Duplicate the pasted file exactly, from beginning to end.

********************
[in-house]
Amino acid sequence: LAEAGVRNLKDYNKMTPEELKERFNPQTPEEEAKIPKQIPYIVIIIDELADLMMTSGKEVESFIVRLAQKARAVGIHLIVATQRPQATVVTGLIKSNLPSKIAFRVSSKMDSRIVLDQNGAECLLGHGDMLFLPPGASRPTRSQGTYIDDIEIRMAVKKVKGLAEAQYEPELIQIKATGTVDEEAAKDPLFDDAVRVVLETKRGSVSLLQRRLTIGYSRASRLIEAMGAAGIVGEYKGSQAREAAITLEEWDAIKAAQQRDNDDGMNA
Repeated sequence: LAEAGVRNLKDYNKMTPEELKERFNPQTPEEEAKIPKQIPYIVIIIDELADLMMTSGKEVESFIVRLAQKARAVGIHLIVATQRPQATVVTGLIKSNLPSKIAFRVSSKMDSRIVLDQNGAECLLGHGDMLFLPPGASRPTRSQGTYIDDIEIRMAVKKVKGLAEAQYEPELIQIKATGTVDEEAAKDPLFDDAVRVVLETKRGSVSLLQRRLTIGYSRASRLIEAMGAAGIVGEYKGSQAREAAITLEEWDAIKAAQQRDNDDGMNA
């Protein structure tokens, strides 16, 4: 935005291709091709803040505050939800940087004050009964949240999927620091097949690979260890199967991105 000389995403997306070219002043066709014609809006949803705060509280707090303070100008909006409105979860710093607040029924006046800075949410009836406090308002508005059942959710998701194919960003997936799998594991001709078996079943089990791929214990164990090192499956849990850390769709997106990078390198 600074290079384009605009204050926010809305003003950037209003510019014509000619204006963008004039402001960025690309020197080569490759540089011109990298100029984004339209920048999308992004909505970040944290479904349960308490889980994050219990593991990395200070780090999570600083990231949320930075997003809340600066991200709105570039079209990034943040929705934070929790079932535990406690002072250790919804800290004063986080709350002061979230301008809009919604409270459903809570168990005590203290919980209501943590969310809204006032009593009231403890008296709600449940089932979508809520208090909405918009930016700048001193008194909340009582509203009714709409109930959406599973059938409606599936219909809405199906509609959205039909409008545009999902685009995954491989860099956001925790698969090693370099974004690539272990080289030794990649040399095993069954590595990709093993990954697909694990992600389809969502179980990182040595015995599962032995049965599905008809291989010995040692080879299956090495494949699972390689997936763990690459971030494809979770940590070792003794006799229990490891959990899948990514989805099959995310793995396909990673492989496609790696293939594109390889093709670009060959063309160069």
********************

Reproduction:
[in-house]
Amino acid sequence: LAEAGVRNLKDYNKMTPEELKERFNPQTPEEEAKIPKQIPYIVIIIDELADLMMTSGKEVESFIVRLAQKARAVGIHLIVATQRPQATVVTGLIKSNLPSKIAFRVSSKMDSRIVLDQNGAECLLGHGDMLFLPPGASRPTRSQGTYIDDIEIRMAVKKVKGLAEAQYEPELIQIKATGTVDEEAAKDPLFDDAVRVVLETKRGSVSLLQRRLTIGYSRASRLIEAMGAAGIVGEYKGSQAREAAITLEEWDAIKAAQQRDNDDGMNA
Repeated sequence: LAEAGVRNLKDYNKMTPEELKERFNPQTPEEEAKIPKQIPYIVIIIDELADLMMTSGKEVESFIVRLAQKARAVGIHLIVATQRPQATVVTGLIKSNLPSKIAFRVSSKMDSRIVLDQNGAECLLGHGDMLFLPPGASRPTRSQGTYIDDIEIRMAVKKVKGLAEAQYEPELIQIKATGTVDEEAAKDPLFDDAVRVVLETKRGSVSLLQRRLTIGYSRASRLIEAMGAAGIVGEYKGSQAREAAITLEEWDAIKAAQQRDNDDGMNA
């Protein structure tokens, strides 16, 4: 935005291709091709803040505050939800940087004050009964949240999927620091097949690979260890199967991105 000389995403997306070219002043066709014609809006949803705060509280707090303070100008909006409105979860710093607040029924006046800075949410009836406090308002508005059942959710998701194919960003997936799998594991001709078996079943089990791929214990164990090192499956849990850390769709997106990078390198 600074290079384009605009204050926010809305003003950037209003510019014509000619204006963008004039402001960025690309020197080569490759540089011109990298100029984004339209920048999308992004909505970040944290479904349960308490889980994050219990593991990395200070780090999570600083990231949320930075997003809340600066991200709105570039079209990034943040929705934070929790079932535990406690002072250790919804800290004063986080709350002061979230301008809009919604409270459903809570168990005590203290919980209501943590969310809204006032009593009231403890008296709600449940089932979508809520208090909405918009930016700048001193008194909340009582509203009714709409109930959406599973059938409606599936219909809405199906509609959205039909409008545009999902685009995954491989860099956001925790698969090693370099974004690539272990080289030794990649040399095993069954590595990709093993990954697909694990992600389809969502179980990182040595015995599962032995049965599905008809291989010995040692080879299956090495494949699972390689997936763990690459971030494809979770940590070792003794006799229990490891959990899948990514989805099959995310793995396909990673492989496609790696293939594109390889093709670009060959063309160069």